I think that this movie could end with a beaty ending without loosing meaning.

  6. Andrew

    Well, interesting review and comments I would have to say. I just saw this triology, so I may be a bit late. As for the plot, there have been a few references in the spirit of “clear as mud”. I would say “crystal clear”. I always say this series as something where the plot and the spy agency
    machinations were meant to be obvious, and the sly script and production with British elite actors as mere spice. It seems I was wrong.
    Is there a woman this series NOT attracted to Johnny? I think all this these women insinuations regarding Worricker being such a sex bomb particularly silly. There is nothing Bond about this series, so all of that is just wasted energy. It certainly does nothing for the plot except repel every feminist unlikely to tune in.
    With all that said, it is still very entertaining in a very British way, and I enjoyed it very much, calling it a masterpiece would be a stretch.

  7. Sasha Fontini

    I am working on next episode, Herkos Odontoon.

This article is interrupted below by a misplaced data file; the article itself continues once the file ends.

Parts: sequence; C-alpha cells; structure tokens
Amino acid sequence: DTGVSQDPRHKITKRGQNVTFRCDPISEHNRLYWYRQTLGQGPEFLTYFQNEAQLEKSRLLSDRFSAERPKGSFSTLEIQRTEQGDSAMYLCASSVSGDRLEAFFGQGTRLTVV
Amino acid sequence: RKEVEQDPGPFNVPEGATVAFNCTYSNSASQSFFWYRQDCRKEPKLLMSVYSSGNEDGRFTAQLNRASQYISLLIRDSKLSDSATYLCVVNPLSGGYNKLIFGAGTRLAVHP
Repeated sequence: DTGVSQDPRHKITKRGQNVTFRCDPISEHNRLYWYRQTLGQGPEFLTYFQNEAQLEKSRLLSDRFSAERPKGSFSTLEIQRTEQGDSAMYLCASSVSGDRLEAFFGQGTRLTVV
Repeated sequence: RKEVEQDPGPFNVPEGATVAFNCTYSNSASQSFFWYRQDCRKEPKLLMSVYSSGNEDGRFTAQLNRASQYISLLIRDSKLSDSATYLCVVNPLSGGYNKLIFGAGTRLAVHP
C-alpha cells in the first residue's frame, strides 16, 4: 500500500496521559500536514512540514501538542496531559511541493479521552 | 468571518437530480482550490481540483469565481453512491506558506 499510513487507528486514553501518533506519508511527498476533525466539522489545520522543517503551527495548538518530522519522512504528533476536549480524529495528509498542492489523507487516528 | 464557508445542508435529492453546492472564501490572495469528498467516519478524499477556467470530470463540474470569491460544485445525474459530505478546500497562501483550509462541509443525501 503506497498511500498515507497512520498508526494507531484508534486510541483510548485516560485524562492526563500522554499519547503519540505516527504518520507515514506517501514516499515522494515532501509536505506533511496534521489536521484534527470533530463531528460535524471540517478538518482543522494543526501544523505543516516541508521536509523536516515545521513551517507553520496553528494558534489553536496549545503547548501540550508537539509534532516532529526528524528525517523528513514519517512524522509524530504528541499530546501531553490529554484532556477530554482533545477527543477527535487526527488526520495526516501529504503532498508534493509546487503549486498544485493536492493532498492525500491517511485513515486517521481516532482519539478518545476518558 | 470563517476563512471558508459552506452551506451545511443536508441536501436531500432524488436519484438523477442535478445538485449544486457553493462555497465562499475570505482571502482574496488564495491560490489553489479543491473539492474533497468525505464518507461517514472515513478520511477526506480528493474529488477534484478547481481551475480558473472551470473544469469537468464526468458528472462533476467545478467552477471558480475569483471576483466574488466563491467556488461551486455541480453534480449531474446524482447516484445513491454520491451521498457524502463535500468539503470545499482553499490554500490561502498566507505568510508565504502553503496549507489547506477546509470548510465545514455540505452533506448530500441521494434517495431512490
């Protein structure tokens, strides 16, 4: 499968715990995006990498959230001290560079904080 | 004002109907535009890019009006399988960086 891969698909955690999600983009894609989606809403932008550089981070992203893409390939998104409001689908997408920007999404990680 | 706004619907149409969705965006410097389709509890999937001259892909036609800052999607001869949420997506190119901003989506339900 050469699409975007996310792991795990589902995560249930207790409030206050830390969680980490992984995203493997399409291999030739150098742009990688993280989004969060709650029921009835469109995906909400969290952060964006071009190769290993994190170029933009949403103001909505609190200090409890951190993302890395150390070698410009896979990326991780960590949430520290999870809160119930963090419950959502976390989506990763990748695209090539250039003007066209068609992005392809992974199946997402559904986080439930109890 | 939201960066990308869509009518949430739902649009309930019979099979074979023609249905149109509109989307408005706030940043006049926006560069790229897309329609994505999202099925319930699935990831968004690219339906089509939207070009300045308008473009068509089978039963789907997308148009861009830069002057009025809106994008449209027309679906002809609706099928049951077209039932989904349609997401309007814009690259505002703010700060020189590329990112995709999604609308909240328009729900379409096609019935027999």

8. Steve Radford

    Throughout the series, the principle characters express their meaning entirely through indirection: what is really meant can only be inferred by other listeners in the scene (and the viewer). The indirection, the constantly implied but never stated, permits the speaker later to deny his former utterances or to give them an entirely different meaning. All is in shadows (as is frequently reinforced in the lighting of many scenes). In such a world, human relationships have no foundation, and neither do honor, truth as is seen as the series unfolds.
    That Worricker would be so troubled by torture seems implausible; surely in his many years he has seen many people, even nations, destroyed by the machinations of the secret services and by means more violent and horrifying than the torture of individuals.